Sunday, 28 September 2014

Recipe CXX - Casseroled Pork Fillet with Honey and Ginger

Italians are notoriously protective of their national dishes. So much so, there are whole city municipalities that have banned non-Italian vegetables and spices from being sold, even in foreign restaurants. This is of course madness, and shows that Italians are not always so comfortable or confident about the superiority of their cuisine. This is despite people like Marco Polo,who brought a huge amount of ingredients from Asia that still influence Italian cooking, despite their national drink, coffee, being produced in countries further south, and despite the enormous number of immigrants settling there,bringing with them their own styles of food preparation. So to then outlaw the sale of food not meant for Italian cuisine is to cower in a corner and point an accusing finger at anyone guilty of "Un-Italian behaviour". Well this recipe is a glimpse of the future of Italian cooking, and how beautifully some of those foreign imports sit in the right place.


Ground black pepper, but NO SALT NEEDED!
Rosemary-flavoured olive oil or olive oil and a sprig of fresh rosemary
650-750g pork fillet (cut how you like to fit your pot - I cut into 4 pieces as my butcher is clueless and I can't explain to him that I don't want such a thin cut of meat)
100-120g medium thinly-sliced pancetta (3mm)
3 cloves of garlic
3 tablespoons of honey
3-4cm fresh ginger, diced
1 parsnip, peeled and chopped into small pieces
250ml stock (vegetable or chicken, but any stock will do)
3 small onions or 4 shallots, halved or quartered
A handful of green beans
3 large potatoes to boil
3 carrots, chopped (I slice them one way then the next so they look like triangles - see photo below)

1 casserole dish, with lid

Put the olive oil in the hot casserole dish and fry the pancetta to give the oil some flavour.

This is why this recipe needs no salt - if you add any, the pancetta will become ultra salty and really unpalatable.

When it is crispy, remove the pancetta and put the pork fillet in the oil, to take on the flavour. once the pork is sealed on the outside, add the honey, ginger and garlic, and allow it to caramelise.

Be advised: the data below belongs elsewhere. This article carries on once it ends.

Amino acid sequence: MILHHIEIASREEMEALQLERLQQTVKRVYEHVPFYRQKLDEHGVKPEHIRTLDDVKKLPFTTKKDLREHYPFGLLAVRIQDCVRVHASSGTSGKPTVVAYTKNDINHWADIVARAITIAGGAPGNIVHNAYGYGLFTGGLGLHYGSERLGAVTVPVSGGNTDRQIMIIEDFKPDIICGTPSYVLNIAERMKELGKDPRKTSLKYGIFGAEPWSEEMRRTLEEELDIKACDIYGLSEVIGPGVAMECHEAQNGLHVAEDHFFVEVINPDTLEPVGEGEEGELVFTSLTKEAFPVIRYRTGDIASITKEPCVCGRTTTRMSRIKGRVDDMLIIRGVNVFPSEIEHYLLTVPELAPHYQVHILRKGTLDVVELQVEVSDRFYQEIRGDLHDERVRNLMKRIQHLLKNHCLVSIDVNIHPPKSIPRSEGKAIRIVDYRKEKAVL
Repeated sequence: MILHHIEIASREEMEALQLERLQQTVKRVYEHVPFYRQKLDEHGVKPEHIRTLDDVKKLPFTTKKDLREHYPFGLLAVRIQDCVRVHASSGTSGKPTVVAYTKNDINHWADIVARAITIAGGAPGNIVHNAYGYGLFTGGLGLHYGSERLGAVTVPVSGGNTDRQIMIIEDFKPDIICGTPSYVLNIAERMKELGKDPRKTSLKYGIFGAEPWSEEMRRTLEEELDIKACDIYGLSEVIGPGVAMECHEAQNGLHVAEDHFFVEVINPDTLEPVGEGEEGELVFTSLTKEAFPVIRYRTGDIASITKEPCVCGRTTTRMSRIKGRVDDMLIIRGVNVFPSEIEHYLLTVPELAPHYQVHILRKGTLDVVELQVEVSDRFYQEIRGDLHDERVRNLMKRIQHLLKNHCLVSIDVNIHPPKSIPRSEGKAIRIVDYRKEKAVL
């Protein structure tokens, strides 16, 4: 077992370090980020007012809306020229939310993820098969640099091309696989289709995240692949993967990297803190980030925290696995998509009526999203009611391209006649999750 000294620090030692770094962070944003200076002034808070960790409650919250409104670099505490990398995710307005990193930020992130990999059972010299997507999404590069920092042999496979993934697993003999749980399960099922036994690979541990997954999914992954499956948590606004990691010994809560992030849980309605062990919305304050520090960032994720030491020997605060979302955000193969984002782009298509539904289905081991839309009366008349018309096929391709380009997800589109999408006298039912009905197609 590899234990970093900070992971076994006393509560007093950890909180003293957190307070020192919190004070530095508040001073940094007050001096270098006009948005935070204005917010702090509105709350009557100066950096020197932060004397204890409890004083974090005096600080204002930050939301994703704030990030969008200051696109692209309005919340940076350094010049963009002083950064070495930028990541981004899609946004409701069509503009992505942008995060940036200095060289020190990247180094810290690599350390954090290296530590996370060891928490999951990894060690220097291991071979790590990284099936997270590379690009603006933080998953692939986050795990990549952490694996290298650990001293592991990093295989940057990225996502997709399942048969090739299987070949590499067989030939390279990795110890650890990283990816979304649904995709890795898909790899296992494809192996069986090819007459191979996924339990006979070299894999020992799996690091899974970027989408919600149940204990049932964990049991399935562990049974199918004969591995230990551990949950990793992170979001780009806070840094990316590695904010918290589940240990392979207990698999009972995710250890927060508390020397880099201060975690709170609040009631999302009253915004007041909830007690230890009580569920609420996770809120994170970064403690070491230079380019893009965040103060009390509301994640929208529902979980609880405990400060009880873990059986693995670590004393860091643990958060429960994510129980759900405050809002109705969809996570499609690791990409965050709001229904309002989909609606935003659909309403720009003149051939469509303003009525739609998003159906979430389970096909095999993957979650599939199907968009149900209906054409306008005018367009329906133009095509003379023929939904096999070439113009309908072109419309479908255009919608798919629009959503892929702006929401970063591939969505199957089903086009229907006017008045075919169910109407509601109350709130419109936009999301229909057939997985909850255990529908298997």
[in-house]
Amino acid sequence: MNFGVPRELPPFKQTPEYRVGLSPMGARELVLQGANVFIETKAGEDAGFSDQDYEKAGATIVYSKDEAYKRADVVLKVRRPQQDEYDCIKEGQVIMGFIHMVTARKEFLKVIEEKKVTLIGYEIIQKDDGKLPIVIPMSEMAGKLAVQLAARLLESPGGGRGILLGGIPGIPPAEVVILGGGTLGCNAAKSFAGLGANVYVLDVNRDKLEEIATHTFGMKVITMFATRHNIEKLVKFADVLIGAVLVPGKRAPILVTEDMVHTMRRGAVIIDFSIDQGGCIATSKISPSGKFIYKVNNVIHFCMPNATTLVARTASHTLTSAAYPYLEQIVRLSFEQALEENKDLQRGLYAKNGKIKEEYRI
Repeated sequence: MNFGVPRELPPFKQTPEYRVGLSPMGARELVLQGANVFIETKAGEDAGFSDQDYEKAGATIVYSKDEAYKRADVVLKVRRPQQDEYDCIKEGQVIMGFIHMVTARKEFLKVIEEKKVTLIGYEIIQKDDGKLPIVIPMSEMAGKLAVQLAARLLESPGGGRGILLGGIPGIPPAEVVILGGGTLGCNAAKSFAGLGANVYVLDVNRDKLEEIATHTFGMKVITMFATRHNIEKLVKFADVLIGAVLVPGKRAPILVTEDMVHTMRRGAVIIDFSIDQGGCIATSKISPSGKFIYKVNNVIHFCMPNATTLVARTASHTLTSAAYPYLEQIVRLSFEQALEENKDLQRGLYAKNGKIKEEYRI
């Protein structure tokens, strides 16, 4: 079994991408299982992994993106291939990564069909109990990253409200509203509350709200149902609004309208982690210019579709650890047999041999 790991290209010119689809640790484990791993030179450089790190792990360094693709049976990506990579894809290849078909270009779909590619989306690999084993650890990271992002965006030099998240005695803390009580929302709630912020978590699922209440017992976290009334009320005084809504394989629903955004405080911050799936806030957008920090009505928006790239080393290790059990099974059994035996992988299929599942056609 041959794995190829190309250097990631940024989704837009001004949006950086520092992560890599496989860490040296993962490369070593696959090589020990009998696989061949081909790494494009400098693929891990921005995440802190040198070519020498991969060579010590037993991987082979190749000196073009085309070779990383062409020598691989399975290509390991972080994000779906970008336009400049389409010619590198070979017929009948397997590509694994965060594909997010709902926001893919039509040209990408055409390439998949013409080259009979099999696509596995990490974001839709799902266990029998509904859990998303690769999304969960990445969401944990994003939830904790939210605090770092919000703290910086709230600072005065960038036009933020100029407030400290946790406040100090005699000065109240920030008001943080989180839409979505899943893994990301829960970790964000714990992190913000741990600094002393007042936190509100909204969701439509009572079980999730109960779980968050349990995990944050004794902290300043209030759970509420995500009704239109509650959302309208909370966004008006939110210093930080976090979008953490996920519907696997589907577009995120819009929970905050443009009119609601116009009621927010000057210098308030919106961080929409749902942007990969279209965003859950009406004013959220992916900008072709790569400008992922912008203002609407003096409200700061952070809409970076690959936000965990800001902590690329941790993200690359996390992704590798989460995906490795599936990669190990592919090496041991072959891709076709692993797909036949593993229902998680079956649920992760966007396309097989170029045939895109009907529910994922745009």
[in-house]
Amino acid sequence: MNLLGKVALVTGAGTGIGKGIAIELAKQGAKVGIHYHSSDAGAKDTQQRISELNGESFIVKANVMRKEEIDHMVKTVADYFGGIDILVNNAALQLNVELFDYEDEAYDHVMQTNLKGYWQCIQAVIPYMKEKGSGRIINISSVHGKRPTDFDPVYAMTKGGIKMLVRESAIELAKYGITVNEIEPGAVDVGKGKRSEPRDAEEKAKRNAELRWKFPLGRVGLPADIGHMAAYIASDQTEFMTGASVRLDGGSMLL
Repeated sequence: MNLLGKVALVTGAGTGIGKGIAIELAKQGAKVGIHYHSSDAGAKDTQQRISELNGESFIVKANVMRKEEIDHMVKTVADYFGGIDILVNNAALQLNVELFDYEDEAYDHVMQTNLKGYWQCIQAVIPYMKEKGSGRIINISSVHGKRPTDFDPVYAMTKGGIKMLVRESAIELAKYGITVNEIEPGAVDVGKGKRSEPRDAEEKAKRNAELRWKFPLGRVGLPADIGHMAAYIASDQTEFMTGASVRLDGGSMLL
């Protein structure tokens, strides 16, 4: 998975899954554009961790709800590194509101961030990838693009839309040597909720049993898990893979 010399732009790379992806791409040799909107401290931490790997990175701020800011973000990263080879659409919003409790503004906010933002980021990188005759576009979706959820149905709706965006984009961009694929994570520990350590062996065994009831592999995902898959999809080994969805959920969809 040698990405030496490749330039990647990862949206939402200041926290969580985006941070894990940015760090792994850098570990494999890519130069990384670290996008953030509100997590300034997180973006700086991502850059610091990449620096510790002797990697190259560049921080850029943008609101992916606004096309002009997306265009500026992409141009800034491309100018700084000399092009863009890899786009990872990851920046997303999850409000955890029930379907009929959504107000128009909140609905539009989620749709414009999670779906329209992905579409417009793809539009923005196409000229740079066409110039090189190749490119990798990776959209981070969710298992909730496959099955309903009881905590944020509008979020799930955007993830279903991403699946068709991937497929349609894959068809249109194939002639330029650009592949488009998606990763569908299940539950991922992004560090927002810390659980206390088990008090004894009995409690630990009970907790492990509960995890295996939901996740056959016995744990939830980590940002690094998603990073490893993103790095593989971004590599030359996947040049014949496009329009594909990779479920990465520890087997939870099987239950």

Add all the other solid ingredients (except the potatoes, which are for boiling separately) and allow them to sweat a while before you put in the stock. Slow cook for 90 minutes (but for at least an hour)

Serve with the pork on top.

Italian cooking is about subtle flavours, Asian cooking is about strong flavours. In this recipe, they truly complement each other, even though the stronger ingredients are used sparingly.

This recipe was inspired by a similar one by Gennaro Contaldo on the BBC TV series "Two Greedy Italians".

Thursday, 4 September 2014

Raymond's Recipes CXIX - Bonny Bee's Spicy Plum Chutney

It's that time of year again, when the fruit rains down off the trees all over the northern lands, yet people ignore it and buy theirs from supermarkets selling it from somewhere else very far away for a whacking great profit. It always bewilders me, how people would prefer to pay copious amounts of cash to get their sprayed fruit out of plastic packaging at their local shop rather than go out to a nearby field and shake a tree. In any case, this tidy little lot came from our plum tree at the top of our garden, and a very nice little batch it is too.

This chutney is one to remember - a truly remarkable one that will go very nicely indeed with some decent sausages, a mature cheese or something grilled. 

The beautiful view from our plum tree


1.5 kg plums - make sure they are halved, stoned and chopped how you like them. I like big pieces, but you might prefer them more finely sliced.
2 large red onions, chopped into short, thin pieces
100g raisins, roughly chopped or even left whole
1 litre wine vinegar, preferably red
1.5 tbsp ginger
1.5 tbsp mustard seed
1.5 tbsp cumin powder
1.5 tbsp paprika
1 tsp chilli powder
450g brown sugar
250g ordinary sugar

Instructions:Put everything except the sugar into a large thick-bottomed saucepan, slowly bring to the boil. Once it is at boiling point, turn down the heat, cover it and simmer for half an hour, allowing the ingredients to soften and blend.

Add the sugar gradually, stirring in to make sure it doesn't sink to the bottom and burn.

When putting into jars, make sure you use equipment that will help you spill as little as possible over surfaces and on the outside of the jars.

Note: To sterilise your jars, wash them thoroughly and place them in the oven on 100°C for 20 to 30 minutes beforehand. Put them in a cool, dry place and wait at least 10 days before you open a jar, as the flavours need some time to blend.